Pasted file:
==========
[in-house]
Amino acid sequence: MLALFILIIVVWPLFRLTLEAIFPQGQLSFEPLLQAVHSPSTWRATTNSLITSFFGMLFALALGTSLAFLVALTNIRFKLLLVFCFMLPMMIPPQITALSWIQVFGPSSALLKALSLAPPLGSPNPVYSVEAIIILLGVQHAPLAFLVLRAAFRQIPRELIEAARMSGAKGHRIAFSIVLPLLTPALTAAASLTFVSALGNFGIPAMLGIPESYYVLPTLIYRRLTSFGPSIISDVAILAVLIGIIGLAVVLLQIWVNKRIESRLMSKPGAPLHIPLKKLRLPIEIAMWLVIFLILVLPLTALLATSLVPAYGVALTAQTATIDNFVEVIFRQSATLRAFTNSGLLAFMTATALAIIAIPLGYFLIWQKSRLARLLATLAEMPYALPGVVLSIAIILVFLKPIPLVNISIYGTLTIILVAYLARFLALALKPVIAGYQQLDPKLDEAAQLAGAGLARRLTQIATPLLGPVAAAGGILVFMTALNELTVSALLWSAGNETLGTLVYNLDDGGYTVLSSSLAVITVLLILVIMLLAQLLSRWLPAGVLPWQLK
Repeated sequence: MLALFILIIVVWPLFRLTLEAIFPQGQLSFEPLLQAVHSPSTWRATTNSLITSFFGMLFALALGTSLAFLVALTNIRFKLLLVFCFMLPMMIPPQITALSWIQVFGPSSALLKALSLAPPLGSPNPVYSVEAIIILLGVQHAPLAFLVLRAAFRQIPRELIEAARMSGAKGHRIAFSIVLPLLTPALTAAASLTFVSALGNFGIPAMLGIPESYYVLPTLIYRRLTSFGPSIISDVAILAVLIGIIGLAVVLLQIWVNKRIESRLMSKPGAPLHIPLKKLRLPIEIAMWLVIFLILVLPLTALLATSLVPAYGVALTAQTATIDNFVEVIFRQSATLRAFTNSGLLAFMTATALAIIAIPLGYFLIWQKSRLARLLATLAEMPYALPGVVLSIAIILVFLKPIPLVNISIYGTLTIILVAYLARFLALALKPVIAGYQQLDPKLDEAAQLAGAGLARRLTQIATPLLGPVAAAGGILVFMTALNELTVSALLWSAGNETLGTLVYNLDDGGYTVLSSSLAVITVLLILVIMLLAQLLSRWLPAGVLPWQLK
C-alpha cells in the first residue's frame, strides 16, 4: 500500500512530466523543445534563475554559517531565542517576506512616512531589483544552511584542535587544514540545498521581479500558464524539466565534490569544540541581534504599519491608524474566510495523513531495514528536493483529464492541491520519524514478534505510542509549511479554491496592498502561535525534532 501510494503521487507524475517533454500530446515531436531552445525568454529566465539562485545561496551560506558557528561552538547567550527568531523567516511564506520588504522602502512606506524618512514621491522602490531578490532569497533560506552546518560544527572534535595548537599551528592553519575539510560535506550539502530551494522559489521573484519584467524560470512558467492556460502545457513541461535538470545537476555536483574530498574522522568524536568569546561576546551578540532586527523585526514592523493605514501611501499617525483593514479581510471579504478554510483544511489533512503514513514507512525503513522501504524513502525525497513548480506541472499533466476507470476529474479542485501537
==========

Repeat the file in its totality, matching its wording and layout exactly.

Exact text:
[in-house]
Amino acid sequence: MLALFILIIVVWPLFRLTLEAIFPQGQLSFEPLLQAVHSPSTWRATTNSLITSFFGMLFALALGTSLAFLVALTNIRFKLLLVFCFMLPMMIPPQITALSWIQVFGPSSALLKALSLAPPLGSPNPVYSVEAIIILLGVQHAPLAFLVLRAAFRQIPRELIEAARMSGAKGHRIAFSIVLPLLTPALTAAASLTFVSALGNFGIPAMLGIPESYYVLPTLIYRRLTSFGPSIISDVAILAVLIGIIGLAVVLLQIWVNKRIESRLMSKPGAPLHIPLKKLRLPIEIAMWLVIFLILVLPLTALLATSLVPAYGVALTAQTATIDNFVEVIFRQSATLRAFTNSGLLAFMTATALAIIAIPLGYFLIWQKSRLARLLATLAEMPYALPGVVLSIAIILVFLKPIPLVNISIYGTLTIILVAYLARFLALALKPVIAGYQQLDPKLDEAAQLAGAGLARRLTQIATPLLGPVAAAGGILVFMTALNELTVSALLWSAGNETLGTLVYNLDDGGYTVLSSSLAVITVLLILVIMLLAQLLSRWLPAGVLPWQLK
Repeated sequence: MLALFILIIVVWPLFRLTLEAIFPQGQLSFEPLLQAVHSPSTWRATTNSLITSFFGMLFALALGTSLAFLVALTNIRFKLLLVFCFMLPMMIPPQITALSWIQVFGPSSALLKALSLAPPLGSPNPVYSVEAIIILLGVQHAPLAFLVLRAAFRQIPRELIEAARMSGAKGHRIAFSIVLPLLTPALTAAASLTFVSALGNFGIPAMLGIPESYYVLPTLIYRRLTSFGPSIISDVAILAVLIGIIGLAVVLLQIWVNKRIESRLMSKPGAPLHIPLKKLRLPIEIAMWLVIFLILVLPLTALLATSLVPAYGVALTAQTATIDNFVEVIFRQSATLRAFTNSGLLAFMTATALAIIAIPLGYFLIWQKSRLARLLATLAEMPYALPGVVLSIAIILVFLKPIPLVNISIYGTLTIILVAYLARFLALALKPVIAGYQQLDPKLDEAAQLAGAGLARRLTQIATPLLGPVAAAGGILVFMTALNELTVSALLWSAGNETLGTLVYNLDDGGYTVLSSSLAVITVLLILVIMLLAQLLSRWLPAGVLPWQLK
C-alpha cells in the first residue's frame, strides 16, 4: 500500500512530466523543445534563475554559517531565542517576506512616512531589483544552511584542535587544514540545498521581479500558464524539466565534490569544540541581534504599519491608524474566510495523513531495514528536493483529464492541491520519524514478534505510542509549511479554491496592498502561535525534532 501510494503521487507524475517533454500530446515531436531552445525568454529566465539562485545561496551560506558557528561552538547567550527568531523567516511564506520588504522602502512606506524618512514621491522602490531578490532569497533560506552546518560544527572534535595548537599551528592553519575539510560535506550539502530551494522559489521573484519584467524560470512558467492556460502545457513541461535538470545537476555536483574530498574522522568524536568569546561576546551578540532586527523585526514592523493605514501611501499617525483593514479581510471579504478554510483544511489533512503514513514507512525503513522501504524513502525525497513548480506541472499533466476507470476529474479542485501537